If the Government chooses to proceed with a retrial, our view is that both sides and the interest of justice would benefit from a reduced level of rancor in the courtroom, fresh eyes on the case, and fewer forays to this Court by the parties, including intervening parties. This has been a highly charged, lengthy, and complex case involving serious criminal charges brought against a prominent public figure. The trial judge has been the referee in a heavyweight fight, and, as we have ruled, has generally made the correct calls, with some exceptions."
Thursday, September 4, 2008
Clarion- Ledger, Minor asks 5th Circuit to reconsider his bail request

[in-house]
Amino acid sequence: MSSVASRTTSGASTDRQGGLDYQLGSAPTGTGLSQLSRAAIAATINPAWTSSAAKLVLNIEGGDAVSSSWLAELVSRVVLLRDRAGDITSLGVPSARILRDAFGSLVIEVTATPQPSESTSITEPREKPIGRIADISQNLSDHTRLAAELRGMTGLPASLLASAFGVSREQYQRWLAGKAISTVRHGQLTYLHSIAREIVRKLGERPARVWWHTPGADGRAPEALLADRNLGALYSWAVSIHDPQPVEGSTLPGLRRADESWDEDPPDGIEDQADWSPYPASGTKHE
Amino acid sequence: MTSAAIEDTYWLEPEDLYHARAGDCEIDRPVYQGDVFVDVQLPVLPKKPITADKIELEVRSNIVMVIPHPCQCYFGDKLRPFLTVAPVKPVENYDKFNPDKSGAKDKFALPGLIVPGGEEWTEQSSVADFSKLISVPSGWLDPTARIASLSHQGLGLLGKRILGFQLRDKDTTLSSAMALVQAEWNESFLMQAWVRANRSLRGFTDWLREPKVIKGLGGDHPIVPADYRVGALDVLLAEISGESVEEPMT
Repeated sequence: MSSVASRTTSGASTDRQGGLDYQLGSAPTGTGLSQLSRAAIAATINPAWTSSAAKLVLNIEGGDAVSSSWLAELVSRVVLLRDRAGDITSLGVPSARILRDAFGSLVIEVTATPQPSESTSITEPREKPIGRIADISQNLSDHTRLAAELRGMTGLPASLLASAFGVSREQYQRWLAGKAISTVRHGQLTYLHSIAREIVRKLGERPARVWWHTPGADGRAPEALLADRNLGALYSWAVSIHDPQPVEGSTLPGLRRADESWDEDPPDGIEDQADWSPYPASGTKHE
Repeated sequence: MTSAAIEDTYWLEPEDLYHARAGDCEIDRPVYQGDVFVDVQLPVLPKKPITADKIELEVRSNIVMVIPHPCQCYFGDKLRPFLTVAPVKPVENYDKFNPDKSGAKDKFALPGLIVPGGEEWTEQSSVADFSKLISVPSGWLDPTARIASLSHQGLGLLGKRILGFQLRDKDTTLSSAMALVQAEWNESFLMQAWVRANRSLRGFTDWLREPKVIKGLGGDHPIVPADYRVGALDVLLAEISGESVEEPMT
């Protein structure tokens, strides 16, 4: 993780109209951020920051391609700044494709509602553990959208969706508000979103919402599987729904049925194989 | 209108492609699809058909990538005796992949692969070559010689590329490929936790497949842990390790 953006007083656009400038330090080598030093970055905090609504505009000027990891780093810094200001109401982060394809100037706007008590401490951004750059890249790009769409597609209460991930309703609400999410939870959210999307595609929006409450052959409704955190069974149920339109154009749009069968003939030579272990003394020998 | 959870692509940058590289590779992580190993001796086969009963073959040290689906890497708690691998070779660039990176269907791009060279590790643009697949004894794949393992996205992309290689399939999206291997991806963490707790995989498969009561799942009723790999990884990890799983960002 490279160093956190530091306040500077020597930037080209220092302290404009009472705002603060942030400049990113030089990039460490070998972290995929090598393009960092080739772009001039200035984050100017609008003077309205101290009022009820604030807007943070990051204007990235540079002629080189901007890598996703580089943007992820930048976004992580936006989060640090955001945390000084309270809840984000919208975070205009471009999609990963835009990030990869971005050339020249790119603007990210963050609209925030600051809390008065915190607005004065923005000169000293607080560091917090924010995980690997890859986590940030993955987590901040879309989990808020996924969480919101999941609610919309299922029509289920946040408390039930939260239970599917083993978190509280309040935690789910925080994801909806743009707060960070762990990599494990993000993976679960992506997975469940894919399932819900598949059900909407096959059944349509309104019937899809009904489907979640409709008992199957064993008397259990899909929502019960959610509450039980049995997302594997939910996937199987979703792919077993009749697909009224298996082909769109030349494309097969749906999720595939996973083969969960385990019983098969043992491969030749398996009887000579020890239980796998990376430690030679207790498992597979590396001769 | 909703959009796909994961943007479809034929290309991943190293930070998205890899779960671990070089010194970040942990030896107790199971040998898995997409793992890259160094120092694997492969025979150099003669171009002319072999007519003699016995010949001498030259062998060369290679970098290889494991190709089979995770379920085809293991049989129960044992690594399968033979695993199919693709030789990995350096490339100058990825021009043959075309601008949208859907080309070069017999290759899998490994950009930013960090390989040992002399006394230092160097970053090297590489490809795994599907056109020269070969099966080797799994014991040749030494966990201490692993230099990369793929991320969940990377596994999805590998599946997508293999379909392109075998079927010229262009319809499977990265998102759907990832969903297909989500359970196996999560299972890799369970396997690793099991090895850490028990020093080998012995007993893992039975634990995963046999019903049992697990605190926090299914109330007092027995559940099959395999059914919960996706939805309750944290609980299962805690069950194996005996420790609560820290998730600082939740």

Paul Egan, Detroit News, Mayor's legal woes far from over
Allie Grasgreen, Chronicle of Higher Education (subscription required), Former Professor Is Convicted of Sharing Sensitive Research
Rachel Breitman, The AMLaw Daily, Two Alaska Lawyers Face Off in Sarah Palin Ethics Investigation
Alison Frankel, The AMLaw Daily, Convicted Computer Associates CEO Slings Dirt at Former Colleagues, Lawyers
Milpitas Post, Jury convicts white collar criminal who stole $20 million
Mark Hamblett, New York Law Journal, 2nd Circuit reinstates NYC's RICO Allegation of Tax Loss From Online Cigarette Sales
Joel Stashenko, Ex-Tyco Executives Contest Use of Findings From Internal Probe
Marcy Gordon, Law.com (AP), Two Brokers Accused of $1 Billion Subprime Fraud
See Wall St Jrl (AP), Lobbyist Abramoff Faces Sentencing
Neil Lewis, NYTimes, Abramoff Is Sentenced to 4 Years in Prison
Doug Berman, Sentencing Law & Policy, Jack Abramoff getting cooperator's benefit
Del Quentin Wilber & Carrie Johnson, Abramoff Sentenced to 4 Years in Prison for Corruption